Neanderthal Eagle Talon Jewellery: artefacts dating from 130,000 years ago are further evidence of 'modern' behaviour of the Neanderthal, in line with the practice of burials and rock art.
Image: Luka Mjeda, Zagreb
An article on www.livescience.com by Megan Gannon - Neanderthals Wore Eagle Talons As Jewellery 130,000 Years Ago - reports on the current archaeological research in Croatia. New studies show that the artefacts demonstrate the Neanderthal use of jewellery 130,000 years ago. Homo sapiens had not spread into and occupied this part of Europe until about 45,000 years ago.
Eight talons from white-tailed eagles, including four that had distinct notches and cut marks, had been excavated in the Krapina cave in Croatia which had been occupied by Neanderthals. Researchers assume the talons would have been strung together as part of a necklace or bracelet.
The talons were first excavated more than 100 years ago, along with more than 900 Neanderthal bones. The site also had Mousterian stone tools, a hearth and the bones of rhinos and cave bears. It is the cut marks that have been revealed by the new study.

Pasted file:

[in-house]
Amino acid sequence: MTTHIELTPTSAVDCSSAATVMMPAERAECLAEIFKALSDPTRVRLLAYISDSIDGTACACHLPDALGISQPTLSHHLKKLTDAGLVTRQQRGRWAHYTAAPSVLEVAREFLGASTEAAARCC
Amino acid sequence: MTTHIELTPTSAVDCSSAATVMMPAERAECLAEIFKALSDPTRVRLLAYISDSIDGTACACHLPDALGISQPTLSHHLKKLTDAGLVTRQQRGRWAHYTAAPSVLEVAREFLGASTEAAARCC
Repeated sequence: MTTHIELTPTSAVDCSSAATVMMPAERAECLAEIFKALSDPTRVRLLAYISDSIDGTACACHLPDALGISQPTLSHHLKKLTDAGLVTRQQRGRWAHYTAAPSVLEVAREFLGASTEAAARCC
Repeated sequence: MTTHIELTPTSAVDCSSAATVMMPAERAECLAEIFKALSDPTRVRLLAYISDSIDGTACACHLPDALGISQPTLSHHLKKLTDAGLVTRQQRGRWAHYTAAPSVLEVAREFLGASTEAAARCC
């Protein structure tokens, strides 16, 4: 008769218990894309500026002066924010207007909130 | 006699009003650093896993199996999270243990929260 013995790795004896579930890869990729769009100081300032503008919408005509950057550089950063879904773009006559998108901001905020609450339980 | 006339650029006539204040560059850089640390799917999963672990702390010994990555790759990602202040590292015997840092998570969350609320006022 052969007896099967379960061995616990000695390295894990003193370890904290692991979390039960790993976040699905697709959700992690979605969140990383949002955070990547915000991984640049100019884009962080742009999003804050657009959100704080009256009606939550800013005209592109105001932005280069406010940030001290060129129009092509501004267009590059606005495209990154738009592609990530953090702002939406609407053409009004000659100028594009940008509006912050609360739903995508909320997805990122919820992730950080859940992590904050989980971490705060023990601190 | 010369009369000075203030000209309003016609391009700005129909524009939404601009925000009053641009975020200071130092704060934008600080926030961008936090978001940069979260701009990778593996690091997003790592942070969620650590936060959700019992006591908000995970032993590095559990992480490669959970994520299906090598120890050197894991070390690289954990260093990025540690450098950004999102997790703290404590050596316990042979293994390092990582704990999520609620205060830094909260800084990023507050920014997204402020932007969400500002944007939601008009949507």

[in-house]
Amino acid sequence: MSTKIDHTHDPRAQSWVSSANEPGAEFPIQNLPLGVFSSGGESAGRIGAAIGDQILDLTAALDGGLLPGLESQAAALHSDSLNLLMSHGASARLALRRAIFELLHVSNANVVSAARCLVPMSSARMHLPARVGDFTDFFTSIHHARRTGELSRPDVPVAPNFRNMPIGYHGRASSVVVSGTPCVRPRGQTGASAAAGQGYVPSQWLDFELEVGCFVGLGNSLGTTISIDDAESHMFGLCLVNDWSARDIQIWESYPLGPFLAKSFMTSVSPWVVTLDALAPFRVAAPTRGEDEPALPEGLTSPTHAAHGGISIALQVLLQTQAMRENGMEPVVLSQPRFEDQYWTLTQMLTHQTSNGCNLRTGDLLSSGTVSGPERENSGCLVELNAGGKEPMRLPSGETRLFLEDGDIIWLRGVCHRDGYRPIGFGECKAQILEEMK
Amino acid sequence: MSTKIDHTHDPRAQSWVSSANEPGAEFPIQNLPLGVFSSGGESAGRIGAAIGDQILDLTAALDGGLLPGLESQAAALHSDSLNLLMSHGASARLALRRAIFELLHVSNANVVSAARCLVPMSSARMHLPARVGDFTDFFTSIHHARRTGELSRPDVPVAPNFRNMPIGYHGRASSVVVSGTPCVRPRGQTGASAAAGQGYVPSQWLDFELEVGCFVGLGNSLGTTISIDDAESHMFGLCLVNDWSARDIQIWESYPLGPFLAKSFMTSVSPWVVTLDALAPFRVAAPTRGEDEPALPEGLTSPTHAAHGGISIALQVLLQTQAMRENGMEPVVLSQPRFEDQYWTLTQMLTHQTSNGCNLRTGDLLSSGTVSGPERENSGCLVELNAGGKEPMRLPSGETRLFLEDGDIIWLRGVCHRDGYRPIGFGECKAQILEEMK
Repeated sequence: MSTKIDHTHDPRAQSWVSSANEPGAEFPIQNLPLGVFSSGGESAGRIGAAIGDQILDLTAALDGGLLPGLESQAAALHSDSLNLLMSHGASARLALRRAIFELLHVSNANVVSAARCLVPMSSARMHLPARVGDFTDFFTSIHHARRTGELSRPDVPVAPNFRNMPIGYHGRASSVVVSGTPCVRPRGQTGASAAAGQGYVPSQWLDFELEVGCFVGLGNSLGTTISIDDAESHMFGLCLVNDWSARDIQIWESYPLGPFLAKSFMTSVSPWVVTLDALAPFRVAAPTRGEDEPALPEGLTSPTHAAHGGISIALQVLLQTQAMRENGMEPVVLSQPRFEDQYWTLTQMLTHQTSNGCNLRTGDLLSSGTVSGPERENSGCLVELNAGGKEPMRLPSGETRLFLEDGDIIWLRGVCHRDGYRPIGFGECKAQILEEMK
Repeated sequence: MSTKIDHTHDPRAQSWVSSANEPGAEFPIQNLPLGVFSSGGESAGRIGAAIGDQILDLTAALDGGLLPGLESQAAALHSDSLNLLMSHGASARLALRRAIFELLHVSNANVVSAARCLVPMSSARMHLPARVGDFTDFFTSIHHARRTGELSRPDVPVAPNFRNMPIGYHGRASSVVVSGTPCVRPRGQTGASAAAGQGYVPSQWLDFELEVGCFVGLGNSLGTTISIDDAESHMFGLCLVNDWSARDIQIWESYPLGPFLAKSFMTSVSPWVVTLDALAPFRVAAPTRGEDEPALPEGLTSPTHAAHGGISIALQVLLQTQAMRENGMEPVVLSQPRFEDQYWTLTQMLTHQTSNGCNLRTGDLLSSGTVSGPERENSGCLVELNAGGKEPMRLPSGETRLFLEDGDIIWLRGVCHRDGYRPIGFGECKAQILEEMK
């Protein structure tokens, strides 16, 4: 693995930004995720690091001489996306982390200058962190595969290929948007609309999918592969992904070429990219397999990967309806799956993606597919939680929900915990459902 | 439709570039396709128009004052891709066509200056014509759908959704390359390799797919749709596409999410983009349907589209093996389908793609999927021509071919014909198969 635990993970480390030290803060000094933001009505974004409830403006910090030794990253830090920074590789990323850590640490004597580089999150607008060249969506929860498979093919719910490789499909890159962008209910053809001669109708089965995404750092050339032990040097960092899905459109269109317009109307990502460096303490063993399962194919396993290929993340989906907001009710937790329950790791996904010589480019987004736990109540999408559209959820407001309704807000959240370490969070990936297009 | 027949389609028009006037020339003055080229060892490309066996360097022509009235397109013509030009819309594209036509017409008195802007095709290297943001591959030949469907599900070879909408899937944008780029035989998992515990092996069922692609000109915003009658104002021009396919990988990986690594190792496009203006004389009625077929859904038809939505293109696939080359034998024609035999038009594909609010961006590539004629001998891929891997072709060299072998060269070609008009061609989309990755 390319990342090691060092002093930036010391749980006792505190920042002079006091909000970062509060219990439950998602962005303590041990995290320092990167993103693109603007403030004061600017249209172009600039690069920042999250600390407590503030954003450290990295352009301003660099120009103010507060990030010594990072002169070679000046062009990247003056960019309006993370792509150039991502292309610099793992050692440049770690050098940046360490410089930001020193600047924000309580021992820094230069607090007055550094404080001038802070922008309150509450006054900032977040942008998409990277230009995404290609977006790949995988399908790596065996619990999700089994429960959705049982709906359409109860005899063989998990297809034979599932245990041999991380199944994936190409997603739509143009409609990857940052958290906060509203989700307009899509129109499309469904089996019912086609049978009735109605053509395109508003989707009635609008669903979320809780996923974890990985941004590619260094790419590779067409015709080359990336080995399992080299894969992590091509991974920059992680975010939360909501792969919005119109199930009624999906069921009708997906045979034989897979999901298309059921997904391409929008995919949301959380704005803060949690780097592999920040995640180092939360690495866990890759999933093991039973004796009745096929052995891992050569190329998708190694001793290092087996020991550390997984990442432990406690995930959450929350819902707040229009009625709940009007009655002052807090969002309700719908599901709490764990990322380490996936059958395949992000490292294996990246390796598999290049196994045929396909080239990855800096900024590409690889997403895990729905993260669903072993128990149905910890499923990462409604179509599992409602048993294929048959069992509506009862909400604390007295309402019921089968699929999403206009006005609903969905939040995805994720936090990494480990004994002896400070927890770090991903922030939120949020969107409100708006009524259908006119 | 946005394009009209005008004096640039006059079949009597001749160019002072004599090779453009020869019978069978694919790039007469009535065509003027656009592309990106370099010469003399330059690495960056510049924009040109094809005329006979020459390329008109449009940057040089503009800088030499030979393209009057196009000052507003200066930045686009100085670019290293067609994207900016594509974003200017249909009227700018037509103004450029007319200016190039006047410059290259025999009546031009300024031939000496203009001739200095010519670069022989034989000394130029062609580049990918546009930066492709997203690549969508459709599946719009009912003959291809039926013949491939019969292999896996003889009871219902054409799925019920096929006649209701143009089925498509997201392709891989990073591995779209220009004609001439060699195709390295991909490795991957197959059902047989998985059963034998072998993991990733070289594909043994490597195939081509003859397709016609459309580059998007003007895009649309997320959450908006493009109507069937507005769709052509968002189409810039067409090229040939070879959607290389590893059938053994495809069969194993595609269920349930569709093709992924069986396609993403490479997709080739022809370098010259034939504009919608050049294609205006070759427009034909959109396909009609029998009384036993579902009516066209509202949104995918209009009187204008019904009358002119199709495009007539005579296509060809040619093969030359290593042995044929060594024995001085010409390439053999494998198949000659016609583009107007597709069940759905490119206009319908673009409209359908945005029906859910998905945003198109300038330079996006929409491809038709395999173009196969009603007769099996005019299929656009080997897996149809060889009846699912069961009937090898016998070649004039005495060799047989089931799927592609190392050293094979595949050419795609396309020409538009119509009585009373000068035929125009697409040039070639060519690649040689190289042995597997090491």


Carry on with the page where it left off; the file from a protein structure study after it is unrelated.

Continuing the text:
Editor's Note: The implication of the eagle talons, from what surely would have been a most impressive piece of jewellery, is further evidence of 'modern' behaviour of the Neanderthal, in line with the practice of burials and rock art. It shows planning and forethought, it possibly shows status and leadership (this piece was not easy to come by), and it may show symbolic and abstract thinking, all of which appeared independently of modern humans. Now it is the degree of modern behaviour that must be quantified when comparing and contrasting Neanderthals and modern humans - not an easy task.
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